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Looking at the wind of change which is blowing through law firms
“The public regards lawyers with great distrust. They think lawyers are smarter than the average guy but use their intelligence deviously. Well, they’re wrong; usually, they are not smarter.”
F. Lee Bailey’s career as a US Attorney may not have run smoothly but in the quote above he encapsulates a perception of the law and of lawyers which sadly all too many people still have today. It’s not surprising really. Excluding possible criminal cases, the vast majority of individuals will only come up against the law when they are faced with often unpleasant ‘life events’ such as divorce, arranging a power of attorney for a relative or following a death.. For them the law is a necessary expense whose purpose is not fully understood. The proliferation of accident/debt/mis-selling adverts on the TV doesn’t help and neither do arguments about the cost of items such as car insurance being bumped up by false claims.
Even in the business sphere, those involved in the law are seen as writers of long documents which seek to absolve all blame in every circumstance. It’s no coincidence that as part of its drive for fairness the FCA is calling for a revision of banking terms and conditions; some of which according to the FCA are longer than Macbeth. But the world is changing and law firms are not immune to the wind of change.
In recent weeks we’ve seen comments in the Law Society Gazette to the effect that Basel III regulations could hit firms through lower levels of interest paid on client balances and that ABS waivers could hit law firm competitors. But challenges of this nature are as nothing when compared to the task of meeting revised customer expectations. Thanks to the internet, customers are now more legal-savvy than at any time in history. They are used to browsing on the web, looking up case law before approaching a practice, and will no longer be satisfied with anything other than a complete and professional solution.
In effect, clients have moved from a blind acceptance of ostensible professionalism towards a partnership model in which they are looking for co-created solutions. Yes they want to tap into the legal knowledge which is on offer but they expect fairness, collaboration and a high level of professionalism in return. To quote Ralph Waldo Emerson “The good lawyer is not the man who has an eye to every side and angle of contingency and qualifies all his qualifications, but who throws himself on your part so heartily, that he can get you out of a scrape.”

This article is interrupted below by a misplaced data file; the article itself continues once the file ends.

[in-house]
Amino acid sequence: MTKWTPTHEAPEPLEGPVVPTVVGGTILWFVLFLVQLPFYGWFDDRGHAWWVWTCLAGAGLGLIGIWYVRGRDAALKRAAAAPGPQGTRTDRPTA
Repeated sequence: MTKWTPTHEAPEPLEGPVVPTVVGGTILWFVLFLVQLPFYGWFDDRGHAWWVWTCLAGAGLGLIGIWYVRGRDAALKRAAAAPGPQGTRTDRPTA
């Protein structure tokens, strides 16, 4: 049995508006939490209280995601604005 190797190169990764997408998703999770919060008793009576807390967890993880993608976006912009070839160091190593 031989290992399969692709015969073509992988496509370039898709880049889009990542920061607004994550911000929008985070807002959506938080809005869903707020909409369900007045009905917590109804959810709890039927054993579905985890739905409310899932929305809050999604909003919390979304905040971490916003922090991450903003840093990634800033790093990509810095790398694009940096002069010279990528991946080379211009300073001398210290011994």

So are law firms ready and waiting for this new challenge; have they reached out and embraced the new will of the people and have they taken steps to move away from a culture of weighty mystique into one which co-creates solutions with their clients? Well the answer is somewhat mixed. In a recent survey in which law professionals were asked “do people in your business have a clear understanding of the customer experience you aim to deliver and are empowered to do what’s needed” only 7% strongly agreed with the statement whilst a further 33% agreed.
Can 60% of the legal profession afford to carry on regardless, not to review their practice model in the light of revised customer expectations and not to take steps to change their culture to provide the exceptional customer experiences which people are now looking for? Well according to an RBS report earlier this year they can’t. The report on the future of the legal profession concluded that “Firms that are nimble, agile and responsive to client needs will fare better than those who are slow or have difficulty in adapting.” The profession is changing, client expectations are changing and those who don’t adapt will have a tough road ahead.